If they have a friend visiting town, what are some spots they could take them to? If I was creating a week-long itinerary for a friend visiting from out of town, I would take them on a tour of the Houston Museum District to experience The Museum of Fine Arts, the Contemporary Arts Museum, and the Menil and Rothko Chapel campus, then We’d check out the Hardy Nance Studios and Winter Street to check out some local artists as well. My friends in these studios would be really interesting to get to know since I used to have a studio at Winter Street.
We’d take some time to explore the theatre, either Tuts or whatever is happening at the Hobby Center. I’d take them to explore the gems in Third Ward, such as the S.H.A.P.E. Center– because Deloyd is awesome and he and the Elder’s institute of Wisdom are such a great repository of Third Ward History; Soul Vegan restaurant–because they have some excellent and. creative soul food that is. also vegan; Doshi House–because Deepak. has become an institution of flexible business viability: and GCComics at Project House Campus– because they are some really cool people changing how we view comic book nerds., for the cultural history of the area. Then I would take them for a visit to Galveston Island, to visit the Strand and the beach, and eat at Gaido’s Restaurant to taste a local delight.
Who else deserves some credit and recognition?
I’d like to Shoutout the Three Arts Club of Chicago. When I was in college, at the School of the Art Institute of Chicago, I moved from Texas without knowing anyone, and without access to on-campus housing. So I was left searching for housing, long distance without the internet. I was lucky and blessed to find the Three Arts Club. A. boarding house for women artists. By the late 90s, it was all women during the school year, and co-ed during the summer, like a Youth hostel. I lived there for three years, two of which I was an RA. I developed friendships there that have lasted a lifetime. I learned so much about who I am as a person and as an artist. Because the space was not just for any ONE school, we got to network with students of painting, drawing, music, dance, and performance, not only from the local colleges but also from the professional theatre hosting artists for residencies. My experience there helped shape my art and my life. In addition to the women who lived there, or roomed there short term, the space was used for weddings during the summers. So every weekend, the ballroom, and courtyard were used as wedding/reception areas, complete with huge flower arrangements, and giant cakes, and fully catered by the in-house caterer, J&L. We got to know them so well and treasured the staff over the years.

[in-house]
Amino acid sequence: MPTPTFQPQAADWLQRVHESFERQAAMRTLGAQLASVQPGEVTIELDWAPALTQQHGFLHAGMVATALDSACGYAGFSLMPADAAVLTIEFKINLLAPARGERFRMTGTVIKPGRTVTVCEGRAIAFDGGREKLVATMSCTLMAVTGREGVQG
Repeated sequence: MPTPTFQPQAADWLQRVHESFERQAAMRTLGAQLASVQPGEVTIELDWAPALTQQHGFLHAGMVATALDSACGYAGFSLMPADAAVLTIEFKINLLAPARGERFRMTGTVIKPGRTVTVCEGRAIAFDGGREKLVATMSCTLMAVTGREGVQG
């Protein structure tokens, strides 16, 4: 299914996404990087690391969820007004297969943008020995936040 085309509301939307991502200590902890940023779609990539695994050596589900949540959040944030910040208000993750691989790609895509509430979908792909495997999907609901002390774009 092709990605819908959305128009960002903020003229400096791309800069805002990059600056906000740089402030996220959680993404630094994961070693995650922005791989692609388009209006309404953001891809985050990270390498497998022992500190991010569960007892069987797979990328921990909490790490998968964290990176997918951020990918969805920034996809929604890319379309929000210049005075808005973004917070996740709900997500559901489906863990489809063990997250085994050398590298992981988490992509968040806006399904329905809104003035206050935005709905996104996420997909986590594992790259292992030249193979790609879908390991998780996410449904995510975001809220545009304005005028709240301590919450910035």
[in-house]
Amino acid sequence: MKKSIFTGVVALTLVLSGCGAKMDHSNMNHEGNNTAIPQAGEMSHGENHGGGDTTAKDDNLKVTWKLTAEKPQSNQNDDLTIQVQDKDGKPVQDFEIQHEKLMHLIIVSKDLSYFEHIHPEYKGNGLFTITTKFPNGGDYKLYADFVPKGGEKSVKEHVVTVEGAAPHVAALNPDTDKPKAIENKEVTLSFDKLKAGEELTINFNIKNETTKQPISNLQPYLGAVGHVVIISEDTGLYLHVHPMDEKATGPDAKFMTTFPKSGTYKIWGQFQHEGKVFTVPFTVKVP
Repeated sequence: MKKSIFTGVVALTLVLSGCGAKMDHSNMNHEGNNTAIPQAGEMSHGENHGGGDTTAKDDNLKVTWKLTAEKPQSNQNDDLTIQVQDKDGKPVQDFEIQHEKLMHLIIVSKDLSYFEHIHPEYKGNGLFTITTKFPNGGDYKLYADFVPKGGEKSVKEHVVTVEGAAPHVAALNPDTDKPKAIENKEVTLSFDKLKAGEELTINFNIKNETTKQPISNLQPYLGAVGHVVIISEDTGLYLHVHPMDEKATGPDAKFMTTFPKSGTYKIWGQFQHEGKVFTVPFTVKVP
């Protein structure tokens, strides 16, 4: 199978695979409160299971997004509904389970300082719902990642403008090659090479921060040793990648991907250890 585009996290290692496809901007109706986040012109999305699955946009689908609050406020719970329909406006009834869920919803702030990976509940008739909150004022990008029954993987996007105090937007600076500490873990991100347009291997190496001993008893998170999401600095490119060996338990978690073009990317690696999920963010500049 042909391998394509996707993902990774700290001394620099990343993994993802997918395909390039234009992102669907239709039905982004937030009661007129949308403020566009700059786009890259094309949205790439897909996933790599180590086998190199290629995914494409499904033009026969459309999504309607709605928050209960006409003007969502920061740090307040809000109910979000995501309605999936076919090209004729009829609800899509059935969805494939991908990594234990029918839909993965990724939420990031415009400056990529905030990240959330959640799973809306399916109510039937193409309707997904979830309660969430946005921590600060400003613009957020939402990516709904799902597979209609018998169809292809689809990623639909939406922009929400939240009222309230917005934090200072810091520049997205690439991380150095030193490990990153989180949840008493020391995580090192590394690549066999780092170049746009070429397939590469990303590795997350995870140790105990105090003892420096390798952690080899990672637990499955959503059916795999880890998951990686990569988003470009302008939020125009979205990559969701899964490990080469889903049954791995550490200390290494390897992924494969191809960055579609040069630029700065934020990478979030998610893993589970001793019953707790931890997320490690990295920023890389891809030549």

Lastly, the Ballroom and art gallery were host to any number of concerts and art shows. One of those special events was hosted by Oprah Winfrey. That was a weird day. But my most memorable day was the day that I was called as the RA to help vendors and people in and out of the building during the special event via the loading dock area. Since the building was built in 1912, it was not ADA equipped. So sometimes those calls were for disabled individuals to have access to the space. The Elevator was the reason I had a core of steel since the gates had to be pulled down from the ceiling. On this night I was called to help a guest and I get to the loading dock and it was one of my favorite artists, like my creative idol, Chuck Close. It was one of the only times I was super excited to chat up someone in the elevator.
That made my life. Unfortunately, the Three Arts Club was shuttered after almost 100 years of existing for women artists shortly after I lived there. Such a huge loss for the arts community. but that is what happens when the neighborhood around an area changes so drastically, that the neighbor no longer sees its value. The build was located in Chicago’s Gold Coast Neighbor, but that was a neighbor that grew up around the club. The saddest part of this, that the neighbors rarely understood, was that TAC was a space that truly grew you as an artist. We had residents there from 16 years old to 76 years of age.
Because of its charter, men were not allowed to stay there except for during the summers. This means for many of us, it was the first time we could exist without the male gaze. 120 plus women existing, without men in the building 24/7. In a world with so few safe spaces, this was an important one. Today that space, (it’s historical, so it could not be torn down) has been turned into Restoration Hardware. It is so weird returning to see retail items and a showroom where you and your friends used to sleep or watch tv.
Frankie Muhammed Roshon Divinci